Wednesday, January 11, 2012

On January 1st, 2012, the Nigerian government revoked a fuel subsidy Nigerians had benefited from for decades. Many citizens consider the subsidy the only benefit of being a Nigerian. Nevertheless, the Goodluck Jonathan administration believed that removal of the subsidy will foster fiscal stability during these troublesome economic times. As can be expected, citizens disagree and have made their opinion known in the way of protest.

I must confess that though painful in effect, I understand the logic behind the subsidy removal. Most governments around the world have been forced to do away with social programs that benefit the less fortunate majority. This is because tough economic times have meant a reduction of money to spend on important programs. Nigeria is therefore, not the only country where subsidy removal has become a necessity In 2010, for instance, the United Kingdom suffered debilitating riots when subsidies on education were removed for university students.

Nigerians in Lagos queue to buy petrol - 8 January 2012

But unlike the United Kingdom, Nigeria has additional options to put its proverbial financial house in order before taking away one of the only social programs that its people actually benefit from. The government could have cut cost by letting go of the many appointees and personal assistants that got jobs with the current administration. Even more significant would have been a cut in the salaries and other allowances of high ranking officials. Nigeria's 'Honorable' and 'Distinguished' legislators have received pay hikes anywhere between over 100 percent and 800 percent (depending on who you ask) in recent years, making them undeserving millionaires.

Add to this the fact that Nigeria would save trillions to address basic necessities if it truly tackled corruption, something it has failed to do over the years. And in fact, the corruption by the political elite is so obvious, it is an insult to the average person who sees no future for their children or themselves. Nigeria is now a country where the educational system is in shambles, adequate healthcare for even the wealthy is questionable (talk less of for the poor), and unemployment remains at a terrifying high. With all that being the reality for Nigerias, the price of petrol has now doubled, and even tripled in some parts of the country as a result of the poorly implemented fuel subsidy revocation. 

It is possible that the failure to address these problematic issues - education, health, unemployment, security e.t.c. - forced the country's finance minister, Ngozi Okonjo-Iweala, to push through the fuel subsidy removal. After all, she comes from the World Bank, and in her view, a subsidy removal is more practical than waiting for legislators to lower their salary, something they have never done. Plus, any alternative measures that would save money would also require tedious bureaucratic procedure, which in Nigeria is never an expedient option. Okonjo-Iweala has now become one of the targets of the people's ire despite her pleas on BBC, where she argued that in order for Nigeria to address its overwhelmingly bad indicators (such as maternal death), the subsidy removal was an absolute necessity.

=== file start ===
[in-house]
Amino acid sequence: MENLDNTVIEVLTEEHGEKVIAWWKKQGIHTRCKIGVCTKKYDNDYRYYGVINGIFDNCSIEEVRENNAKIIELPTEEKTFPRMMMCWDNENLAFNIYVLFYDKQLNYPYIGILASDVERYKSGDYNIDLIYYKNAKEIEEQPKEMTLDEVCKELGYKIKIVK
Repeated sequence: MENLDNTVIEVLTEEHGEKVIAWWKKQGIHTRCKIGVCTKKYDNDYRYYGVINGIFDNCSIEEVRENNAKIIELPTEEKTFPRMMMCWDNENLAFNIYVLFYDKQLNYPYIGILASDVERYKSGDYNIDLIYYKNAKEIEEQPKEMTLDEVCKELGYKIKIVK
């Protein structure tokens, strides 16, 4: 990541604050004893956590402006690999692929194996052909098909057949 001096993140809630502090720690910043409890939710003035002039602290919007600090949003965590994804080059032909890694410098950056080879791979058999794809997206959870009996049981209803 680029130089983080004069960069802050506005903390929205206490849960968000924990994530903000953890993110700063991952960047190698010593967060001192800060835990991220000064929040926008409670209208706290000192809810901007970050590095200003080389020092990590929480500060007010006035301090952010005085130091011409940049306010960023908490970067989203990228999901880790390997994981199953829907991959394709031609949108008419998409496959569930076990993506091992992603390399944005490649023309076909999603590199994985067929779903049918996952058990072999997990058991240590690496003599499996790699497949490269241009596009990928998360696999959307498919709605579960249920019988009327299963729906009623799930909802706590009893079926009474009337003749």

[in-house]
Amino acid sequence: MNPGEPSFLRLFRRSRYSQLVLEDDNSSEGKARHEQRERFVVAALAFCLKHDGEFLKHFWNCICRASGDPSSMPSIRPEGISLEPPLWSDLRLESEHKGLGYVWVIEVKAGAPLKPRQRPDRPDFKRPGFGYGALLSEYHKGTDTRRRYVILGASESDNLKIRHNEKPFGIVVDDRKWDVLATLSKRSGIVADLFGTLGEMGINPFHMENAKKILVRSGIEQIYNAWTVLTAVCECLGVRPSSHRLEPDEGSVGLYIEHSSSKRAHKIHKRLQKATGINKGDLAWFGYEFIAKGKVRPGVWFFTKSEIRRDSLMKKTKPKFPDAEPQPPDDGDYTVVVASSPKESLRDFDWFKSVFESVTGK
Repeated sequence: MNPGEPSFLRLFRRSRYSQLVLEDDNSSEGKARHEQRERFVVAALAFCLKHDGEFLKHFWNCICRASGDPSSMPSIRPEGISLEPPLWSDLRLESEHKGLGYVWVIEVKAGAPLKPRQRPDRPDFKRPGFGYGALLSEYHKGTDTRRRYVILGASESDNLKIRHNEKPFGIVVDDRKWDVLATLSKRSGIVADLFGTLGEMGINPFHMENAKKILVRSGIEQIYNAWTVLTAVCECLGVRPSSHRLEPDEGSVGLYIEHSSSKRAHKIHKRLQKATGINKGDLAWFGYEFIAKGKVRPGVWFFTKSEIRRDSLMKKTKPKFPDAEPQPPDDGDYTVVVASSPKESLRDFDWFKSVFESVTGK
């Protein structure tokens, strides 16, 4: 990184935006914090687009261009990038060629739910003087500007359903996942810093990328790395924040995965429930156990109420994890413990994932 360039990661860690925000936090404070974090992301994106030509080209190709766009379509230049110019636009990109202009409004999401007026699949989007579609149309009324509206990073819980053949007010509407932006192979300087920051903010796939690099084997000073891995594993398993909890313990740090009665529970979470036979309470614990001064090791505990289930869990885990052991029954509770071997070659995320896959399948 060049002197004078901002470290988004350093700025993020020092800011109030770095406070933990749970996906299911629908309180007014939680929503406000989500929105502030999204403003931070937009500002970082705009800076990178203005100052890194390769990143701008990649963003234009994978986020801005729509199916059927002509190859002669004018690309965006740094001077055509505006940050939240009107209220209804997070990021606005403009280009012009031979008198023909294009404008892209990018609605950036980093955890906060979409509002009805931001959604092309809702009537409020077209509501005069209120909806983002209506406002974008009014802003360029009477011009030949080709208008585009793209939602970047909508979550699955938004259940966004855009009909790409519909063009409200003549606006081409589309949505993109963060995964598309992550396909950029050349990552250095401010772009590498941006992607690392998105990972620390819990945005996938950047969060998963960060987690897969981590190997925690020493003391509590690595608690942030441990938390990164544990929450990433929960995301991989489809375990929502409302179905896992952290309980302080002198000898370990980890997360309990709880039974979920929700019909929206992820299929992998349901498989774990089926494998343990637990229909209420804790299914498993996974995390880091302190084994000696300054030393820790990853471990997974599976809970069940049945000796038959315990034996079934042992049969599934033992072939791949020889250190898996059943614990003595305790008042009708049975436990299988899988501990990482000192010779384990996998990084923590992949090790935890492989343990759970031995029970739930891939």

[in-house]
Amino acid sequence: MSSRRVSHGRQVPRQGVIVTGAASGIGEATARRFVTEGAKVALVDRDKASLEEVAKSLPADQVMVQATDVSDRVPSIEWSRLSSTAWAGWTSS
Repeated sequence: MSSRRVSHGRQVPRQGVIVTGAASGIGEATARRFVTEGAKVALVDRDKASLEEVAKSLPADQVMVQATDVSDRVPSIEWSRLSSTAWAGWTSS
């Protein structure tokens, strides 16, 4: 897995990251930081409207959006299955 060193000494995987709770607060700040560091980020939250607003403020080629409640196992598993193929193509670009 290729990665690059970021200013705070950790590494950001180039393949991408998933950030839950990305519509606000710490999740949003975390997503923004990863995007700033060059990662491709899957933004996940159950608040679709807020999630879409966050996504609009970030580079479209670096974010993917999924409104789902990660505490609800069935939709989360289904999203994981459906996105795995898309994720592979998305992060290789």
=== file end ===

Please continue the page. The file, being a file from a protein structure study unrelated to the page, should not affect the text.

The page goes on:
No matter what happens, Goodluck Jonathan will be the biggest loser at the end of the day. Although he managed to get 59 percent of the votes in the April 2011 presidential election, his popularity amongst many of his core supporters - southerners - is dwindling. This is as a result of the growing insecurity wrought by the Islamic fundamentalist group, Boko Haram. That, increasing economic struggles, and Jonathan's disappointing reaction to them, has shown him to be weak and uncaring. A fatal combination in Nigerian politics. And as citizens take to the streets in the #occupyNigeria protests against the fuel subsidy removal, the anger and hatred towards the president and the political elite mounts. Unfortunately for Jonathan, if he backs down to protests by reinstating some measure of a fuel subsidy, the perception of his political weakness will only grow. And if he chooses to stand his ground, the hatred against him and his peers will only harden.

With all the troubles Nigeria faces, I am thankful that the current political meltdown is occurring under a southern Christian president. If the current president was a northern Muslim, the Boko Haram attacks against Christians and the failure of the government to improve security would create the impression that a northern leader sanctioned the behavior of insurgents because they are his 'brethren'. That would compound the country's problems. This sliver of a silver lining, if one can consider it such, does not change the fact that the insecurity caused by Boko Haram and the discontent of the #occupyNigeria protesters has created what just may be the Nigerian revolution I called for several years ago.

Whatever the case may be, Nigerians are taking their lives into their own hands and not waiting for anyone for a remedy. I only hope that momentum will not be lost and that the people will fight for the improvement of the collective and not the few. It is time for the police and armed forces to put down their weapons and allow the people to exercise their democratic right. No more bloodshed need be spilled, but change must indeed come to Nigeria.

From The Archives:
- I Think Nigeria Needs A Revolution
- Putting A Nigerian Revolution in Context
- The Nigerian Psyche
- Persistent Psychological Paralysis
- The Significance of Persistent Psychological Paralysis

- 23MN of Nigeria's Youth Are Unemployable

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